2018 Porsche Boxster GTS review - price, specs and release date

The entry-level 2.0-litre Porsche Boxster is one of our favourite sports cars, so is this GTS worth the extra outlay?...

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Neil Winn
23 Mar 2018 18:0 | Last updated: 14 Jun 2018 0:3

Priced from £61,727 Release date On sale now

The Porsche 718 Boxster. Never has a car split opinion quite as much in the What Car? office. We certainly all agree it's fantastic to drive and a brilliant sports car, but we're divided on that four-cylinder engine. For some, it represents progress, but for others it just can't replicate the tuneful six-cylinder engine of the 718 Boxster's predecessor.

All of which means this new range-topping GTS is going to be no less controversial. For around £8000 more than the Boxster S, you get a tweaked version of the same 2.5-litre flat four engine (you’ll have to wait until the Boxster Spyder arrives later this year for a six-cylinder model), detailed upgrades to its chassis and a host of aesthetic changes. Those include black plastic skirting, dark 20in alloy wheels borrowed from the 911 Carrera, tinted lights and Alcantara interior trim.

2018 Porsche Boxster GTS review - price, specs and release date

2018 Porsche Boxster GTS on the road

Let’s start with the elephant in the room: that engine. Power from the 2.5-litre flat four has risen to 361bhp and torque is now rated at 317lb ft, thanks to a more voluminous air intake and a tweaked turbocharger. The results are respectable but not headline-grabbing 15bhp and 7lb ft increases over the Boxster S. Those outputs are also 26bhp and 37lb ft more than those of the naturally aspirated previous-generation Boxster GTS.

Now, without testing the GTS back to back with the S model, it’s difficult to determine just how much quicker the new model is in a straight line. However, what is immediately noticeable is that its power delivery is more linear, thanks to the revised turbocharger. In Sport driving mode, the engine is wonderfully responsive from low revs and is immensely flexible in the mid-range, exhibiting no flat spots. And despite the fact that the engine still sounds somewhat industrial, the larger air intake at least generates a more tuneful sound.

All of this is good news, of course, because not only does the increase in torque help mitigate the effects of the Boxster’s overly long gearing, but it also gives you more opportunity to exploit one of the most biddable chassis on sale today. With a new mechanical limited-slip differential, you can confidently tease the Boxster into a rear-led stance on the exit of second and third-gear corners, while standard torque vectoring (which can brake an inside wheel to help get the car turned in) gives you the confidence to attack tight hairpins with gusto.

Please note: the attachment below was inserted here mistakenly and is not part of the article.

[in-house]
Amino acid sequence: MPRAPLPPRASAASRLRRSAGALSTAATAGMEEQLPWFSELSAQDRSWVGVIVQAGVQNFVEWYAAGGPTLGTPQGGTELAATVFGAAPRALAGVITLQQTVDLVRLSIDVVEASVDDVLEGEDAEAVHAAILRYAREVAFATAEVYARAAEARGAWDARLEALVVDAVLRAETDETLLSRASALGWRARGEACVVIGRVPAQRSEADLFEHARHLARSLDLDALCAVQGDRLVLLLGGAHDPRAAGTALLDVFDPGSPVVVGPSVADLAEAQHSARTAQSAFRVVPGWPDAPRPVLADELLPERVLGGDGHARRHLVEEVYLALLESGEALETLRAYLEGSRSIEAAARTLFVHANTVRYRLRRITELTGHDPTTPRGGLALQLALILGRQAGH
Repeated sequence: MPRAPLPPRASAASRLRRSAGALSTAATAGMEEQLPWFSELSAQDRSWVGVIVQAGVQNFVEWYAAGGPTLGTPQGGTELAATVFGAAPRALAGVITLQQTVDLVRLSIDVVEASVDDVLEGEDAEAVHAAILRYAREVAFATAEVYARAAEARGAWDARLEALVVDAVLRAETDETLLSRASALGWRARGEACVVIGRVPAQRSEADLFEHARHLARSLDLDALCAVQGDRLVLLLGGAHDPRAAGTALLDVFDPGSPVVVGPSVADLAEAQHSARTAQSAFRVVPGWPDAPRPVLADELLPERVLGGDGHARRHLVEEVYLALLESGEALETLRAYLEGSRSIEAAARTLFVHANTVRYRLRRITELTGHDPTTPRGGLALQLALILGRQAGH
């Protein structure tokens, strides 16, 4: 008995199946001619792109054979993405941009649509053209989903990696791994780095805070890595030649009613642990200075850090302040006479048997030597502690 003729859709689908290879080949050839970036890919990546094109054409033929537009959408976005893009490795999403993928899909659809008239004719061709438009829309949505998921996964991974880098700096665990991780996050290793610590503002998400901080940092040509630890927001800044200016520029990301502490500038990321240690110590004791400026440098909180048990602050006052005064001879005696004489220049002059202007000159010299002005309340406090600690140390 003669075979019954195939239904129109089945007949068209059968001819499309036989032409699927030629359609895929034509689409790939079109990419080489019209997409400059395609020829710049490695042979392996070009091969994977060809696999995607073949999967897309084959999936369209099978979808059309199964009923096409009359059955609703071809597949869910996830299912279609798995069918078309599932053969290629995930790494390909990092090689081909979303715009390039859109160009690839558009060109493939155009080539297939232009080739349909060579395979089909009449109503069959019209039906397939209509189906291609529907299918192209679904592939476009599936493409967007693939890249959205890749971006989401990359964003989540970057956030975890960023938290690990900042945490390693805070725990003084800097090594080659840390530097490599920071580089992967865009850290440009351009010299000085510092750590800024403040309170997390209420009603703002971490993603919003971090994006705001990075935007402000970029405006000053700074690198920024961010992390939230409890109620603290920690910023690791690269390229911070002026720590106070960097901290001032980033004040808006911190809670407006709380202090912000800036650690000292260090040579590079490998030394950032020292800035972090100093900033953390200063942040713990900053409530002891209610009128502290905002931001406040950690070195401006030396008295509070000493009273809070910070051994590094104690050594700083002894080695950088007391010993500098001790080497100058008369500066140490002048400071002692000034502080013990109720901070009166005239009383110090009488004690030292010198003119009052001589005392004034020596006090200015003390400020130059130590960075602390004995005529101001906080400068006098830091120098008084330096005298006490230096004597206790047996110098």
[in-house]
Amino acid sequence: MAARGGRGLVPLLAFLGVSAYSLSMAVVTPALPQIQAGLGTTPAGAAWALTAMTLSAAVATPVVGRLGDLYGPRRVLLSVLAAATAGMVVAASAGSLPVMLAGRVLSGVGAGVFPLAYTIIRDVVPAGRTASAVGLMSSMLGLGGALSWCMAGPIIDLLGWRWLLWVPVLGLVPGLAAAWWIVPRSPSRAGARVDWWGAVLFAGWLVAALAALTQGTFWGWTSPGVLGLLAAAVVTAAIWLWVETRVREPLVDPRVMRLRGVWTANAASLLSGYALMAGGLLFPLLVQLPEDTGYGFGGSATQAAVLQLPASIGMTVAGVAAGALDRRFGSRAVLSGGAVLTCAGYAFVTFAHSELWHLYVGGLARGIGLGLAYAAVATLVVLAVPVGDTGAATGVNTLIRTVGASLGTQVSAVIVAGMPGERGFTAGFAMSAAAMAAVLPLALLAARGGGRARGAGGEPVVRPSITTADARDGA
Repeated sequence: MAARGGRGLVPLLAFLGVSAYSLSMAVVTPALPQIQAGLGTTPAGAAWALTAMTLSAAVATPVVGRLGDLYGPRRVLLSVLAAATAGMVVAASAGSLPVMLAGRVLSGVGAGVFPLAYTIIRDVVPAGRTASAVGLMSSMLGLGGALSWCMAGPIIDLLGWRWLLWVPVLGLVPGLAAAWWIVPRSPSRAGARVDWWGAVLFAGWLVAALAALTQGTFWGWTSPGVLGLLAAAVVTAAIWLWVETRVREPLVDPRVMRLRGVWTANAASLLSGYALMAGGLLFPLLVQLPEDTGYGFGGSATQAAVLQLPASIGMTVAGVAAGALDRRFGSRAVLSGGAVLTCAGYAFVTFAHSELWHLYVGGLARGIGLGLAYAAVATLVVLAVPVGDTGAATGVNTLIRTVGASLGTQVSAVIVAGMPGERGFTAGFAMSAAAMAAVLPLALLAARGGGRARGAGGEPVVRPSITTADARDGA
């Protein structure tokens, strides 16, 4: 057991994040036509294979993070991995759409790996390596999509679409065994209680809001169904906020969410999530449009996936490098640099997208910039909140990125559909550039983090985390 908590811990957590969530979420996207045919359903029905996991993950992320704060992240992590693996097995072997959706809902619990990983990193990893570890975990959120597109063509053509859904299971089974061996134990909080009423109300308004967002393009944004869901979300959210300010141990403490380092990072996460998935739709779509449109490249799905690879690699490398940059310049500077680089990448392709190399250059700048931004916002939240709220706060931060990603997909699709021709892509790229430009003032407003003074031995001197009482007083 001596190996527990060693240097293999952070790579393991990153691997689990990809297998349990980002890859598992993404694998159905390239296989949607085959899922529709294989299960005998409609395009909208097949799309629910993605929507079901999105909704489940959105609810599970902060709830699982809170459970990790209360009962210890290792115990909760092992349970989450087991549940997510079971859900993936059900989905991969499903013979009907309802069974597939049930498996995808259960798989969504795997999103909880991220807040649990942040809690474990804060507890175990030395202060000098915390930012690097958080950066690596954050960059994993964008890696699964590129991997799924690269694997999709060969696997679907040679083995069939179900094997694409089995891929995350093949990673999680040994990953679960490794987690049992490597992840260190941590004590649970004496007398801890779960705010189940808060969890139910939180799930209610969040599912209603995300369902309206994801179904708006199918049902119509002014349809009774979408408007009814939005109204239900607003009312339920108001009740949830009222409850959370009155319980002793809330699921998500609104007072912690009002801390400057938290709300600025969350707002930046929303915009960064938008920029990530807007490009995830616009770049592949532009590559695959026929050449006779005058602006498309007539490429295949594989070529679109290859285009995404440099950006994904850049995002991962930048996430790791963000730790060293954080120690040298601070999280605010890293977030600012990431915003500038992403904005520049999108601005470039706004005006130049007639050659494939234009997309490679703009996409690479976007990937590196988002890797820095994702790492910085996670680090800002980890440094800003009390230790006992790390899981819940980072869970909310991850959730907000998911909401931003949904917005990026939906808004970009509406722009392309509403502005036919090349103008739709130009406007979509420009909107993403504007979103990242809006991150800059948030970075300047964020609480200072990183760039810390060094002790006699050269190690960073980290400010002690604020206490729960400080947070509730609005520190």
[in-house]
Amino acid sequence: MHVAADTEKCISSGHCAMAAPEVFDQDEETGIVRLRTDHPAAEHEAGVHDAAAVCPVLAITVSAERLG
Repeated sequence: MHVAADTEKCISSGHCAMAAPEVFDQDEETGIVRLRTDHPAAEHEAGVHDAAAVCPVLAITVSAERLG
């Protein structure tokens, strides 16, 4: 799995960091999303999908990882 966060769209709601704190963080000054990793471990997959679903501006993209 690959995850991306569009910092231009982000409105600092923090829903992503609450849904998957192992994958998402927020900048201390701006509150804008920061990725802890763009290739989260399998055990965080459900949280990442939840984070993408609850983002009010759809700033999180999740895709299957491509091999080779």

And somewhat surprisingly, a 10mm drop in ride height (or 20mm if the Sports Chassis option box is ticked) does nothing to ruin the ride. With the car in Sport Plus driving mode and the dampers slackened off via a button on the centre console, the Boxster can cover ground at a rate that would trouble the 911 Carrera, such is the suspension’s ability to soak up battered bitumen. It’s a truly remarkable feat, especially when you consider it’s riding on hefty 20in wheels.

So really, the only choice you need to make when speccing your GTS is whether you go for a six-speed manual or seven-speed dual-clutch automatic gearbox. The latter drops the 0-62mph time (4.6sec for the manual) by three-tenths and is astonishingly quick at swapping cog, but the manual is 30kg lighter and has one of the most accurate and satisfying throws of any ’box on the market. And don’t worry about having to heel and toe like Walter Rohrl, because the manual has a rev-matching function, too.

All told, the Boxster GTS is a joy to drive, feeling more dynamically complete than rivals such as the Jaguar F-Type Convertible and Audi TT RS Roadster.

2018 Porsche Boxster GTS review - price, specs and release date

2018 Porsche Boxster GTS interior

As well as the power increase and chassis tweaks, GTS buyers are treated to a beautifully finished interior that perfectly complements the darkened exterior.

A pair of electrically adjustable, Alcantara-trimmed sports seats dominate the interior and are fantastically supportive, while an Alcantara-wrapped three-spoke steering wheel and gearknob give plenty of grip.

All GTS models come as standard with the Sport Chrono package, which adds not only a stopwatch on top of the dashboard but also a small rotary dial on the steering wheel for selecting the various driving modes. GTS-badged Boxsters also get Porsche Communication Management and its 7.0in touchscreen as standard. It’s a quick and logically laid out system, if not quite as intuitive to use as the rotary dial-controlled units from Audi and BMW.

For a full breakdown of the Boxster's interior, head over to our in-depth review.

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